Baloise Session: ‘The Most Beautiful Thing’

The Baloise Session in Basel, Switzerland, has been going for 32 years, 24 of which took place with Beatrice Stirnimann on board. Pollstar asked her about the festival’s past, present and future. 

Beatrice Stirnimann
– Beatrice Stirnimann

Stirnimann started out as a volunteer, helping out with ticket checks, seat allocation and more. An avid music lover, she describes becoming a part of the business through her volunteer work as “the most beautiful thing life had in store for me.”

Three years later, Stirnimann was offered a paid job at the festival. She was studying marketing and business economics at the time, which turned out to be quite useful after taking on more and more of the Session’s day-to-day operation.

Back then, the event was called the Rheinknie Session, after the river Rhine, which runs in an arc through the heart of Basel.

“You couldn’t expect anyone, especially not the artists, to pronounce Rheinknie. Luckily we found a presenting sponsor in 1998 [Oettinger Davidoff with the brand named after the musician Avo Uvezian], who wanted to turn the festival into an international event,” Stirnimann said.

While the booking of Miles Davis in 1988 had already sparked some international headlines, it took another decade to make the event known outside of Switzerland. This was mainly achieved by booking artists from genres outside jazz, blues and gospel, for which the festival had developed a reputation.

In 2000, James Brown caused the quickest sellout to date for the rebranded Avo Session. The superstar brought a wealth of new partners and sponsors on board and led to international TV coverage, all of which helped gradually grow the event and allow its organizers to keep on booking a stellar line-up.

Over the years, the festival amassed an impressive archive of concert footage, including Chris Cornell’s “magical” solo show in 2013, Pink in 2006, who took a detour from her arena tour to play the 1,500-capacity event, Dave Gahan solo in 2003, Ray Charles in 2000 and Nina Simone in 1998.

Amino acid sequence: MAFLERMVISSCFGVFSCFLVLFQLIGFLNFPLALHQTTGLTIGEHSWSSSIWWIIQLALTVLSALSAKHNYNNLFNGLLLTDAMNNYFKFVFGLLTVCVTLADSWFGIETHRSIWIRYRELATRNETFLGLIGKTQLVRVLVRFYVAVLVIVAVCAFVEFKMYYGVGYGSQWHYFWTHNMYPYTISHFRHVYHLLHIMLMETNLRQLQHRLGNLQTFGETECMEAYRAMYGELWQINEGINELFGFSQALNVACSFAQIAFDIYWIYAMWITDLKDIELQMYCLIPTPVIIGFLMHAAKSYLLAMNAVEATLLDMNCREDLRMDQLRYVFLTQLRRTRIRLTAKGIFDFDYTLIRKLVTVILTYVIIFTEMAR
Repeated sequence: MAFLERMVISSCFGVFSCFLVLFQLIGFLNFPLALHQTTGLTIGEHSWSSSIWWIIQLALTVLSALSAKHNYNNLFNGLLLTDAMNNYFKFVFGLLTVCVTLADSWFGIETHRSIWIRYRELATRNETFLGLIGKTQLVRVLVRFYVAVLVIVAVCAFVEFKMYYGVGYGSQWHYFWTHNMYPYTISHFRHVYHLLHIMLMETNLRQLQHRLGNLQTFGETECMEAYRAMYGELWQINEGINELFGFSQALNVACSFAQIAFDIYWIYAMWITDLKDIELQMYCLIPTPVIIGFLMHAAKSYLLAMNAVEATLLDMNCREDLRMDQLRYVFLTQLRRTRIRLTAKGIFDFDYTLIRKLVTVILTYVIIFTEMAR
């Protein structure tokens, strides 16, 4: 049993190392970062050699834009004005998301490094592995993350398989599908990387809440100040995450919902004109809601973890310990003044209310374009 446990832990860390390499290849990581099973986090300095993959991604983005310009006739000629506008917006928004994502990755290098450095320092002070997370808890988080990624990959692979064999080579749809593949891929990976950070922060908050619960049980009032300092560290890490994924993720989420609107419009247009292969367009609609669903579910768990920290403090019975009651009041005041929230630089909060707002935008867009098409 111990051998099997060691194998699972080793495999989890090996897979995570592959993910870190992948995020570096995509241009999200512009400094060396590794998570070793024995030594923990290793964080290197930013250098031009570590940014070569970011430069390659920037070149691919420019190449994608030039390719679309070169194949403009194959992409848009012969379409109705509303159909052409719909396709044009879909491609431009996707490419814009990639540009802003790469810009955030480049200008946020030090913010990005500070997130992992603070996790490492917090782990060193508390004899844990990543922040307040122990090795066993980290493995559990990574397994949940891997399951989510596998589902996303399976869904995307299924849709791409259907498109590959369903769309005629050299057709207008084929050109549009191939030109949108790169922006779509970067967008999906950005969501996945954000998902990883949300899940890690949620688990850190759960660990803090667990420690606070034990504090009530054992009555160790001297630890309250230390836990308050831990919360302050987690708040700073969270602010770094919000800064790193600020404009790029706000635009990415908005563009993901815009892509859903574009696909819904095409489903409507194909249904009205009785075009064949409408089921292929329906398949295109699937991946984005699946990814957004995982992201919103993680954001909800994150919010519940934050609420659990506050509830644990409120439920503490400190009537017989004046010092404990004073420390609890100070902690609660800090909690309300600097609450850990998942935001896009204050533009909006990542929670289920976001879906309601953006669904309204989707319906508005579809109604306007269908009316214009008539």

Rather than picking one particular highlight, however, Stirnimann references the overall development “from a small, regional event with five or six concerts to a wonderful international festival with a lot of musical heritage.”

And while event organizers had the tendency of making everything “faster, better, bigger” as soon as the success kicked in, Stirnimann’s mantra has always been “quality instead of quantity.” True, the number of concerts has increased, but the intimate club setting hasn’t changed. 

The setup resembles the old music clubs in New York: small, round tables, close to the stage. The retro feel makes for a “truly special experience,” according to Stirnimann. “Artists feel the intimacy and appreciate the fact that all our guests are true lovers of music. You can tell that they’re hanging on the artist’s every word.”

The only bar is outside the auditorium and there’s no table service. Once the doors close, it’s all about the music. There’s no supporting program or fringe events distracting from the concerts, which take place in Basel Event Hall since it opened five years ago. This means that outside ticket and bar sales there is no ancillary income, and the festival could not be done without sponsors, Stirnimann explains.

“It’s a boutique project done by enthusiasts for the sake of staging amazing concerts year after year,” Stirnimann said.

Since 2013, Basler Insurance is the Presenting Sponsor, a deal that was recently renewed up to and including 2020. Today, visitors mainly come from Switzerland, and also surrounding countries like Germany, France and Italy. Depending on the act, people will make the journey from as far as the UK.

Many artists consider it an honor to play the Baloise Session. In 2017, when the festival takes place between Oct. 21 and Nov. 9, Alicia Keys will play two nights. Other acts include Nelly FurtadoChris Rea and an Icelandic evening with Kaleo and Ásgeir. More than 95 percent of tickets are already gone.

Stirnimann used to do the booking together with Matthias Müller, who passed away last year.

“I miss him every day. But he’s with us in spirit, we all carry him in our hearts. I think, he would be proud and pleased with the way his festival is being continued. It was a great honor having been able to work alongside him for such a long time. I will never forget and forever remain grateful for that. I’m determined to lead the festival into the next 30 years as he has always envisioned. And who knows: he has sons. It would be nice if I could one day pass it on to one of them.”